The analyses presented here concern infants not infected with HIV born to mothers infected with HIV-1. A child was considered non-infected if serological tests for HIV were negative at the age of 18 months. Infants below the age of 18 months were considered to be uninfected if at least two viral isolation attempts by culture, or by RNA or DNA polymerase chain reaction after 1 month were negative.
A variable describing the exposure of the child to the treatment was defined. This variable takes into account the treatment of the mother with antiretroviral drugs during the pregnancy and/or of the child during the neonatal period, and the type of treatment used: the first group comprised cases in which neither the mother nor the child was treated; the second group included all the cases in which the mother and/or the child was treated with zidovudine monotherapy; and the third group consisted of all the cases in which the mother and/or the child was treated with a combination of antiretroviral drugs including zidovudine and at least one other nucleoside analog.
For each biological variable (hemoglobin, polynuclear neutrophils, platelets, total lymphocytes and CD4+ and CD8+ lymphocytes), infants with at least one measure of the variable during the first 18 months of life who fell into one of the three treatment groups described above were included in the analysis. Four hundred and sixty five infants were not included in the analysis because the treatment given did not include zidovudine (n = 180) or because the hematological measures or the covariates of the model were not available (n = 285).
Exploratory analyses were performed by non- parametric smoothing techniques . To model the non-linear evolution of the variables studied, between-child variability and correlations between measurements for the same child, we used mixed effects models based on natural cubic B-spline curves [11,12] estimated by the maximum likelihood method. Natural cubic B-splines are very flexible smooth curves for modeling the mean profiles of these variables [13,14]. A cubic spline is a series of cubic functions joined together smoothly at a series of specified time points or knots in the follow-up period. A natural spline is one in which the spline is constrained such that it is linear beyond the first and last knots. The user sets the number and locations of the knots. Models including 5, 7 and 9 knots within the follow-up period were tested, with the knots at equally spaced fixed percentiles of the age distribution expressed in days . In addition, random effects were introduced to model individual deviations from the mean profile allowing the between-child variability to be taken into account. Two random effects models for each number of knots were tested. The first model included a random intercept at 3 months and a random slope. The second model used a different random slope before and after 3 months. These two models were compared in all cases, using likelihood ratio tests. The choice between models with different numbers of knots was based on Aikaike's and other similar criteria .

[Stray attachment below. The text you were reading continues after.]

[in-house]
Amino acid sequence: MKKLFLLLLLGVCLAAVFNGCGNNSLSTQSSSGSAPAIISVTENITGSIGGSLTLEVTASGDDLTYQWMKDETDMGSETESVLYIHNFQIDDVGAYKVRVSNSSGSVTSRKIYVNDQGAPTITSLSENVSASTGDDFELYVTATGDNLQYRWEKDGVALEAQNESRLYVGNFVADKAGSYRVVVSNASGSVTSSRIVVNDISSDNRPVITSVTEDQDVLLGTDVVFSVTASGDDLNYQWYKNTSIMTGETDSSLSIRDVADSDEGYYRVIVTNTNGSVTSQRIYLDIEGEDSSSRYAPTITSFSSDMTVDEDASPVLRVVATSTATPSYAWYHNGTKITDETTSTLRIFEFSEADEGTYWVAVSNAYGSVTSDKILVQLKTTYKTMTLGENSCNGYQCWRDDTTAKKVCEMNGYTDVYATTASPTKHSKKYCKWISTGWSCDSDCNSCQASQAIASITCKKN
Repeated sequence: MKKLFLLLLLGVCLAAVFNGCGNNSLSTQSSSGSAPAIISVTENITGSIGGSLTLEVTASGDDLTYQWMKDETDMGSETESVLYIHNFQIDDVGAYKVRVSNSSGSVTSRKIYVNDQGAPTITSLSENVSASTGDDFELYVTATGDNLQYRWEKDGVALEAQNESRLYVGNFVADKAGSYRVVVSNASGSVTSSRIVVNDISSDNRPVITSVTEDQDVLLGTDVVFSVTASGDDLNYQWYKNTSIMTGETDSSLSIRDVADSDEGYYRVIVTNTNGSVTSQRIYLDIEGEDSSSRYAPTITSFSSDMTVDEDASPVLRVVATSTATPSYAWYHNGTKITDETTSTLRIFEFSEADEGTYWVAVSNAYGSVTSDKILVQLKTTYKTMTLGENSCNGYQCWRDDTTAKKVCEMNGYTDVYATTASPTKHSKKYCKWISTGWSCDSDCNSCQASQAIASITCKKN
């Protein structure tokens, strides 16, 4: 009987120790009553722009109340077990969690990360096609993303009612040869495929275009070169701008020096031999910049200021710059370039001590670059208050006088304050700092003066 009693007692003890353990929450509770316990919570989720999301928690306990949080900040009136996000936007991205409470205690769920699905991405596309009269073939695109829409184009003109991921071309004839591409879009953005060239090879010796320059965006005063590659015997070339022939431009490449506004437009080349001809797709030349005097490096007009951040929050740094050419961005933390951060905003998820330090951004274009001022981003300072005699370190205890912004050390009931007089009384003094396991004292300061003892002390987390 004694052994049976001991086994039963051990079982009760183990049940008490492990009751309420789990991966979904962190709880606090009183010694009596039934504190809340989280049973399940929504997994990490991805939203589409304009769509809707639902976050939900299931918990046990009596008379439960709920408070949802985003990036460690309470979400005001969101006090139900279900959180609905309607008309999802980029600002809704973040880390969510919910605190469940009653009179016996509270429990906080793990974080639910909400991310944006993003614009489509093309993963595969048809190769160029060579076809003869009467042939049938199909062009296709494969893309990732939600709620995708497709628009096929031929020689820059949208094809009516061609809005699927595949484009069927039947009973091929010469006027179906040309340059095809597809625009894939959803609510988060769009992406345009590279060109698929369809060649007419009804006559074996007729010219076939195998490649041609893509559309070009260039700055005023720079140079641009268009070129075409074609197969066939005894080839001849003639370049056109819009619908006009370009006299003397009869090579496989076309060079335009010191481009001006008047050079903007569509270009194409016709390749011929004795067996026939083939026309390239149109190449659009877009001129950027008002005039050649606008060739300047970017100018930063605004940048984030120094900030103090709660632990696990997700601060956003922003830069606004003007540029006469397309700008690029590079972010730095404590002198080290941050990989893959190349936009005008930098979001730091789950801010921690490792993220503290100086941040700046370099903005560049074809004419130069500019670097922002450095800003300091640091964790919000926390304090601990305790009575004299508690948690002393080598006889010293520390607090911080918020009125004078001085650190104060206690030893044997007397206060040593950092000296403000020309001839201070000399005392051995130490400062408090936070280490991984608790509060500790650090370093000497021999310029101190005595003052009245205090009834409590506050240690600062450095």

For each biological variable studied, the model incorporated both the terms of the B-splines, and also the variables sex, geographic origin of the mother (African or Caribbean versus other origins), prematurity (born before 37 weeks of gestation), maternal drug use during pregnancy (recorded if the child suffered withdrawal syndrome at birth) and the treatment administered during the pregnancy and/or during the neonatal period. Initially, the overall effect of these variables was modeled as constant over time and without distinguishing between the two types of treatment (zidovudine in monotherapy or combination). Differences were then studied from birth until 6 weeks (duration of treatment for infants), from 6 weeks to 15 months and from 15 to 18 months in order to detect any late impact of treatment. All these analyses were then repeated for the subgroup of infants for which CD4 cell counts for the mother at delivery were available.